By Charlie Rawcliffe
Location: Curry Mile, Rusholme
Indie Kids drift out from Saki Bar carried on a wave of their own pretention
They maraud down the sunset strip we know simply as curry mile
A thousand takeaway wrappers catch a thousand heated updrafts
And drunken artists mix with switched on individuals
Echoing chants originate from the top floor of magic buses
And those with anything to hide find it thrust out in the open
This country’s next golden generation huddle over piles of vomit
As rain clouds threaten but recede and drift by
Neon signs illuminate a thousand hopes and dreams
As you board a 142 to Piccadilly
Blushed cheeks hiding dreams of a quite temperate life
A longing glance at the John Rylands goes unnoticed by all
While the unmistakable stench of Sambuca clogs the air
It’s the heavy breath of human sacrifice
Factory bouncers crack knuckles in preparation for long overdue fights
This is Manchester
And this is Friday Night.
Charlie Rawcliffe is an American Studies student at Manchester University. He’s 19, originally from Nottingham, and has been writing seriously for just over six months.
By Justin D. Dooley
Location: Worldwide Supermarket, Rusholme
I watch them from my window scuttling
with their arms clutching crying bundles.
They are catching starlight in puddles,
scurrying around full bins and loose tins
and cars and trolleys and the trees with
their beggared branches reaching out, as the
sharp moon scowls. They slosh through
yesterday’s slush prints as leaves mulch
beneath their feet. Pleas sketched on scraps
with white knuckle palms pressed together.
Escape is not an option, there are
no passports for people pending.
As the curtains close, you slide into
the shadows in silence.
Justin D. Dooley has just graduated from MMU with a degree in Business and English. He is one of the founders of UNSUNG, an organisation that has been producing a free magazine and various arts events throughout Manchester since 2008. His writing has been published in Mental Virus, Best of Manchester Poets and Bewilderbliss. http://www.justinddooley.blogspot.com
By Sophie Le Bec
Location: Manchester Peace Garden, St Peter’s Square
In the peace garden
There is a canopy of trees
And chewing gum on the floor
And it is lovely there
Just for being what it is.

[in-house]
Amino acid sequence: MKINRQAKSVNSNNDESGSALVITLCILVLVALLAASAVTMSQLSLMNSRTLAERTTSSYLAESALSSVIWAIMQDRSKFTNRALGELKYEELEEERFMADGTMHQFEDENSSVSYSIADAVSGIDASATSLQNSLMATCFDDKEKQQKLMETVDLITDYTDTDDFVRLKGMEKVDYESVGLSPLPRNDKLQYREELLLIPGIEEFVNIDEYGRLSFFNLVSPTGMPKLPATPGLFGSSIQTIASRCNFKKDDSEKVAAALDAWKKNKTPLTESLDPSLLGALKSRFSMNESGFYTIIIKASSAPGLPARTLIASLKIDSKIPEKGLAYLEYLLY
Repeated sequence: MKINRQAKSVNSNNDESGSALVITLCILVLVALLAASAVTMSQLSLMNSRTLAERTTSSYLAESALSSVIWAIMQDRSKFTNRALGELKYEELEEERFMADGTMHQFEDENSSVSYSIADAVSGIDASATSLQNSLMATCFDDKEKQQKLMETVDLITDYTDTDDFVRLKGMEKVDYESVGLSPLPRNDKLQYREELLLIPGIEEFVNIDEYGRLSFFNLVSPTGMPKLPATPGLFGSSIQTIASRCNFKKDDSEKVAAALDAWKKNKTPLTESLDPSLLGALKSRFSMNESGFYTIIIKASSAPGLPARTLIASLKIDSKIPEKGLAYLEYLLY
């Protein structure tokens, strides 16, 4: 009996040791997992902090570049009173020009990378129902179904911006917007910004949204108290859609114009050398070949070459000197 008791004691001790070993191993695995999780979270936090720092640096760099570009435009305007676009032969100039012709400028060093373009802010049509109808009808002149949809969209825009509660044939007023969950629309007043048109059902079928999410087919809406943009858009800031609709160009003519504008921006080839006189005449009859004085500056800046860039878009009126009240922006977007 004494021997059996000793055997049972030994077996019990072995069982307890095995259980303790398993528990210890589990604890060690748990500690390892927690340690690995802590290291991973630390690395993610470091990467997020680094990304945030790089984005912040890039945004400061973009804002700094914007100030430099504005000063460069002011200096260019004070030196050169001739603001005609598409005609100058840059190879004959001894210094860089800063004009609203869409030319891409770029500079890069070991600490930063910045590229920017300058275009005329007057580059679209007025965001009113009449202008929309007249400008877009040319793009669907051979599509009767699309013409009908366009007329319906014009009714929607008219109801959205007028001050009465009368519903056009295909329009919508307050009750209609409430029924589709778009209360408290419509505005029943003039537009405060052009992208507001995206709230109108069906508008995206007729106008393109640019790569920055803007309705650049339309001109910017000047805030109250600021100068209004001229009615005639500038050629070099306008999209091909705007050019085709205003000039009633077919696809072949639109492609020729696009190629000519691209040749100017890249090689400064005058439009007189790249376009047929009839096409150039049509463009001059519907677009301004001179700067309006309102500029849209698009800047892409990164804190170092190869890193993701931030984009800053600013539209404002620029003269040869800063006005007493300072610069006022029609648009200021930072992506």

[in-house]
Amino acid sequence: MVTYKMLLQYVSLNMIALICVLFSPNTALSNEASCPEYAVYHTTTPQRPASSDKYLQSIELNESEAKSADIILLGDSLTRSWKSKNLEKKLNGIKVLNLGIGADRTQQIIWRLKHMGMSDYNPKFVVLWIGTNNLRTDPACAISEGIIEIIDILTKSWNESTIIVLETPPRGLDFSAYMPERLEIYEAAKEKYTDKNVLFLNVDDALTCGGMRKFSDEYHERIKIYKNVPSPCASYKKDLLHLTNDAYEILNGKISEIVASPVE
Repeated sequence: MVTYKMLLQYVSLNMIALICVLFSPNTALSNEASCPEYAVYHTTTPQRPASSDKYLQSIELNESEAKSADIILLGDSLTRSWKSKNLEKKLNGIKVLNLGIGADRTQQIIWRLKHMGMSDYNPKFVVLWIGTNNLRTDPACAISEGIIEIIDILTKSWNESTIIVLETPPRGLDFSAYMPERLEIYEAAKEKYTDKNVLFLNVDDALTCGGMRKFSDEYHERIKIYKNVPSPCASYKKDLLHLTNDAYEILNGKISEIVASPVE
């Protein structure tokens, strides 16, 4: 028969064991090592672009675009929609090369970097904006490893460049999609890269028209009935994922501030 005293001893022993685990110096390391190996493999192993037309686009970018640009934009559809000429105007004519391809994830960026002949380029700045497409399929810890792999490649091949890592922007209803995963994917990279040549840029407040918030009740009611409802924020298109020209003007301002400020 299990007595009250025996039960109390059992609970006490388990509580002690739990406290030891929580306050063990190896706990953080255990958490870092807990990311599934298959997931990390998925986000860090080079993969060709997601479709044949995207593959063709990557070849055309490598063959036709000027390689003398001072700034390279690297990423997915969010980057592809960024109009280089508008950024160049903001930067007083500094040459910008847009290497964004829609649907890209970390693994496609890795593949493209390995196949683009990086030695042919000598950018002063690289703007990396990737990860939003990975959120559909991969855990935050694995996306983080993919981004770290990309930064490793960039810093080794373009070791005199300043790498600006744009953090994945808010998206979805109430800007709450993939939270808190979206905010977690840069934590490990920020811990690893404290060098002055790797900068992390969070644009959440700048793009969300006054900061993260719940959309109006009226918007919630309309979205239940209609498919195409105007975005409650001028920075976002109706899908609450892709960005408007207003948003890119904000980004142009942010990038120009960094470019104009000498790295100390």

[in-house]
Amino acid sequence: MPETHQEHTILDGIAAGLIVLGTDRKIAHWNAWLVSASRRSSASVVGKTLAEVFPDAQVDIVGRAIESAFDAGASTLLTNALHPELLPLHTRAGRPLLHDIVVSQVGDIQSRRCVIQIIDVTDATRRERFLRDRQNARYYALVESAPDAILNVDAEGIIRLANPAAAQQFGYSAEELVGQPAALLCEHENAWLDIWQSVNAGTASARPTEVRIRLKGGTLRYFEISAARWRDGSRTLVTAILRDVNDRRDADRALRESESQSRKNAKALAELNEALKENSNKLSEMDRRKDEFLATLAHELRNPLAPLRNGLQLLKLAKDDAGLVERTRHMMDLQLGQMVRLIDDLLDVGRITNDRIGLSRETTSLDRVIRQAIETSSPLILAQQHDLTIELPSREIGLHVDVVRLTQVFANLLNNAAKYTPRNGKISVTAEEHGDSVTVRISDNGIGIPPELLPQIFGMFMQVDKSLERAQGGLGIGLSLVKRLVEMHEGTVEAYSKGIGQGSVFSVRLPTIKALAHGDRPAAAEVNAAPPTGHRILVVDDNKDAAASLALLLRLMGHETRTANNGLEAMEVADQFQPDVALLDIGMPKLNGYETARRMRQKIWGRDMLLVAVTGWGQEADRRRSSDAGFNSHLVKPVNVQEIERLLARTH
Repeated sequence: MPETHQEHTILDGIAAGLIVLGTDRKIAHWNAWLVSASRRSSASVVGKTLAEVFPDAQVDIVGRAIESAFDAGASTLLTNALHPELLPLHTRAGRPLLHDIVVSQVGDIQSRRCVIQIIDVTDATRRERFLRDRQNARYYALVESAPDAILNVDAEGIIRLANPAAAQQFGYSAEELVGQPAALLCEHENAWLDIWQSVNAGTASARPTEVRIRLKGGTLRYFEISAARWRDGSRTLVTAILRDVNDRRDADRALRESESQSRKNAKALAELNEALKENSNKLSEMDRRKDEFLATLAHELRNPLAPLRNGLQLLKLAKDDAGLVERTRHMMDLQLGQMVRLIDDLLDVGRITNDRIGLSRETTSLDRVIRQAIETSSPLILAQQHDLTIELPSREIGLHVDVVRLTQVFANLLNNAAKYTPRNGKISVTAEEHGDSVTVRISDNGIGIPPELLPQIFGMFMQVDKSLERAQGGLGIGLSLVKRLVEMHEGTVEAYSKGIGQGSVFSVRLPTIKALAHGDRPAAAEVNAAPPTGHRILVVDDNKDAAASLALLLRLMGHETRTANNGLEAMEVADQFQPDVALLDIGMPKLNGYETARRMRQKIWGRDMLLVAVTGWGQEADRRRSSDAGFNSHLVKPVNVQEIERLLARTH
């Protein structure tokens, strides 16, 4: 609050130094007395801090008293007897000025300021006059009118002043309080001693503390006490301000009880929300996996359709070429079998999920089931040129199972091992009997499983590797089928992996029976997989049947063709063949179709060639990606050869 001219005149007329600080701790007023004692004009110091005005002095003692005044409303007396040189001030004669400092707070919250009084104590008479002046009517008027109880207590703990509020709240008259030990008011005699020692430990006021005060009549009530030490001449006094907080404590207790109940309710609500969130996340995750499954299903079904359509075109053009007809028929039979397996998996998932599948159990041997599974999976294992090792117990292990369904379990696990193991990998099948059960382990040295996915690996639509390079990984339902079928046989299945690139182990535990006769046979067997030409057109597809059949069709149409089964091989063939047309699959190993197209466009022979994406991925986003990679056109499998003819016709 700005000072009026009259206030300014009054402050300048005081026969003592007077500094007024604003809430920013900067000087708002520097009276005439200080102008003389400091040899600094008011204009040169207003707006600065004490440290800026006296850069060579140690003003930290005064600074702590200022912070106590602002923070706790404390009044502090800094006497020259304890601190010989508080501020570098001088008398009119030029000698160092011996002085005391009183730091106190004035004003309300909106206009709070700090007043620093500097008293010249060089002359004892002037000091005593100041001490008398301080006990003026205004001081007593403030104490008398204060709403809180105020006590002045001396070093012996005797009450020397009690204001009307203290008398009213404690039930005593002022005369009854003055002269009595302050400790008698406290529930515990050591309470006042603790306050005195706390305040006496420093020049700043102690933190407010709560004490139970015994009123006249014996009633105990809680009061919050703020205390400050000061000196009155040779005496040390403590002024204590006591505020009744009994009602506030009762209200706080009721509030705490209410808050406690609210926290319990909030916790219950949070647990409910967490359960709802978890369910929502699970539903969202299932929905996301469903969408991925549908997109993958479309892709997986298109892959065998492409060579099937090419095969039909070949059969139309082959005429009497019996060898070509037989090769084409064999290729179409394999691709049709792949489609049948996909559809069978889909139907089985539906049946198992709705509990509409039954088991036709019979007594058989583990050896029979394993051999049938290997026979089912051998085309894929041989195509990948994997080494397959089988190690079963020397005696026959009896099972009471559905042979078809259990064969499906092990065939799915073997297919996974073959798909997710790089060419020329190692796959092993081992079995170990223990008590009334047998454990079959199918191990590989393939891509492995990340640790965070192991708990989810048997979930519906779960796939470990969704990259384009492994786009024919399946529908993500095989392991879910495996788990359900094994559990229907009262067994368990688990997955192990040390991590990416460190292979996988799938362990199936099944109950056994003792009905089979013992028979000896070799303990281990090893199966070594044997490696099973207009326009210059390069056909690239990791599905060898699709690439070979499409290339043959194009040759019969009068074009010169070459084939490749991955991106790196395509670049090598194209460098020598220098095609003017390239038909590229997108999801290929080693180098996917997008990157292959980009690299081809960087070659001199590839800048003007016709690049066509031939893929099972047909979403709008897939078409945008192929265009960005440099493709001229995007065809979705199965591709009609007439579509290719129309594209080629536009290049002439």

On the outside
It is a different story
And we are scared
Just for being what we are.
A woman walks through
Under the shade
In her tummy a tiny bean
Dances for the first time.
She smiles, remembering the darkness
Of firecracker nights
Resonating in her rib cage
Where now there is joy.
‘I wait for you; my soul waits’
The last man says
As he bursts into flames
And the city melts.
Sophie Le Bec is a scruffy emo poet from the suburbs
By Darren Thomas
Location: Oxford Road
A thousand nameless faces
under which hang
tell a world
what it already knows
not a single smile
just a melody
of melancholy played
through buds which
drift into the saps of youth
and the wood
of huge working men.
Chewing gum stars
inside a pavement’s heavens
shining brightest at night
and every deepest thought
is carried with the weight of sirens
or lost in the flash of city blue.
As God’s rain frowns
complaining that it works
too hard in this city,
resting on each
of those thousand faces
religion’s chime to toll
and the Priest
checking a wrist
and the fading shine
in a lifetime of shoes.
Darren Thomas is a mature student at the University of Manchester. His work has been published in The Mental Virus, in various websites, in and around waiting rooms of Wigan train stations (as part of the NXNW Festival) and is featured in the book The Best of the Manchester Poets, published by Puppywolf in 2010.
By Cathy Bryant
Hear the laughing barging student’s running feet,
heading hopefully for myriad buses. Smell,
smell those buses and hot food and bustle.
Taste the excitement, the urgency, or
briefly for foaming coffee, fuel for it all.
See so many people, damp waving trees,
clouds rushing by in bus-like packs,
and feel the life, feel the snapshot life.
Cathy Bryant is an award-winning writer who is a regular on the live poetry circuit in and around Manchester, and at events around the country. Her poems and stories have appeared in Poems for Big Kids, Midnight Times, The Ugly Tree, and The Andromeda Spaceways Inflight Magazine. Cathy lives in Manchester and is passionate about the city, language, politics and passion itself. http://cathybryant.co.uk